How to build a FHS system
dylan at dylan.me.uk
Tue Oct 8 12:05:50 PDT 2002
On Tuesday 08 October 2002 19:43, you wrote:
> On Tue, 8 Oct 2002 19:25:20 +0100 Dylan <dylan at dylan.me.uk> wrote:
> > On Tuesday 08 October 2002 18:53, you wrote:
> > > On Tue, 8 Oct 2002 19:11:39 +0200 Michael Osman Talayman
> > >
> > > <michael at talayman.dk> wrote:
> > > > Hello all,
> > > >
> > > > I want to build a LFS system which only contains the files and
> > > > folders nessesary to be FHS compliant,
> > >
> > > And why is that useful?
> > Er, so one may test a new package for compliance?
> What kind of compliance do you mean? A package is FHS compliant if it
> installs to the "correct" directories.
A) You may also need to confirm that the package expected to find other
material in the FHS specified location.
B) In order to confirm the correct installation, the easiest approach is to
start from a known clompiant state - then attempts to create directories etc
would be easier to notice.
> To check this you don't need a pure
> FHS system. Or do you mean to test if a package uses only programs that
> the FHS specifies?
Well, not binaries, no, but see (A)
>Why would such a test be useful?
Potentially to test/assess the validity of the FHS itself?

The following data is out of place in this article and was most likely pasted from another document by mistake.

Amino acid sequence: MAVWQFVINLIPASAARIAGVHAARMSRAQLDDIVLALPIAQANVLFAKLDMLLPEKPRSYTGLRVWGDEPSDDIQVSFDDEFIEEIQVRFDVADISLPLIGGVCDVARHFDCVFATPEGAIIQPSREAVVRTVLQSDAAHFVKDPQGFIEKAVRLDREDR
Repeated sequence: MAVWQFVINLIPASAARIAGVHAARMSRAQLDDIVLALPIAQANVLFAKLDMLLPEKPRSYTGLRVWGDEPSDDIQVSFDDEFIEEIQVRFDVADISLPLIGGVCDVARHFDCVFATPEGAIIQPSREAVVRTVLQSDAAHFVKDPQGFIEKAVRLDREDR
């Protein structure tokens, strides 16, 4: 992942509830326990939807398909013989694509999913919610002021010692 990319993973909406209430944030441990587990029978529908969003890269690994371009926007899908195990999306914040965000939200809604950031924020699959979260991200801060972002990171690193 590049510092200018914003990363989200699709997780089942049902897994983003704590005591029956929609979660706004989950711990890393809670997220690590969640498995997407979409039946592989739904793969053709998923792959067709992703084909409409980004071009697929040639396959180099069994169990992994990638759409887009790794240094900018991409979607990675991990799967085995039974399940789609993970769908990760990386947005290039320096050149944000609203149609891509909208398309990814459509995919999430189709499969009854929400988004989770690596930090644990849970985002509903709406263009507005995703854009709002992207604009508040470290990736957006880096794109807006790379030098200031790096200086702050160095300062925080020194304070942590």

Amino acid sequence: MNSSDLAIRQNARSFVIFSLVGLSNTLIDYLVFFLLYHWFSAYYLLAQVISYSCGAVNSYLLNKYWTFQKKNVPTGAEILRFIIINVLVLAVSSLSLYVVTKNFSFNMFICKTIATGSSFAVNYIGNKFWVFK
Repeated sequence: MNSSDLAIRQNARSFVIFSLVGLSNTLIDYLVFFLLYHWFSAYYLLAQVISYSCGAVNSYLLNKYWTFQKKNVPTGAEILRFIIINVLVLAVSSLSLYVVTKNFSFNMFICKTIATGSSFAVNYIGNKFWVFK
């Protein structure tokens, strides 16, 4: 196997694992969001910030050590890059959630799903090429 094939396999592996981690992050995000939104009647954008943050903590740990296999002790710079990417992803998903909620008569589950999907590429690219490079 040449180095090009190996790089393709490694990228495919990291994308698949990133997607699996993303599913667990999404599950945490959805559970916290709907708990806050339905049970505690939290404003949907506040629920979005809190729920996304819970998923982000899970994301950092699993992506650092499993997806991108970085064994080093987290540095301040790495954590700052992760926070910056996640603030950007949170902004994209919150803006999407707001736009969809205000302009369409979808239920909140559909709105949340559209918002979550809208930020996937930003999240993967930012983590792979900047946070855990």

> The FHS does not even
> mention /usr/bin/cc or /bin/cc (and actually the FHS doesn't even claim to
> contain a complete list of recommended programs).
I never said it did, I was only pointing to a *potental* reason for wanting a
'pure' system. Maybe the original question came from a guy who simply wanted
to do it for accademic purposes.
> Do you plan to complain
> to developers that their source code package expects a C compiler?
Nope, but I might if it required (e.g.) Kylix!
> If you want a standard to test against, it should be the LSB (which
> references FHS but goes beyond it).
To be honest, I'd prefer a config/make/install system which was independent of
hardware/software platform. BUT I know that is beyond practical realisation.
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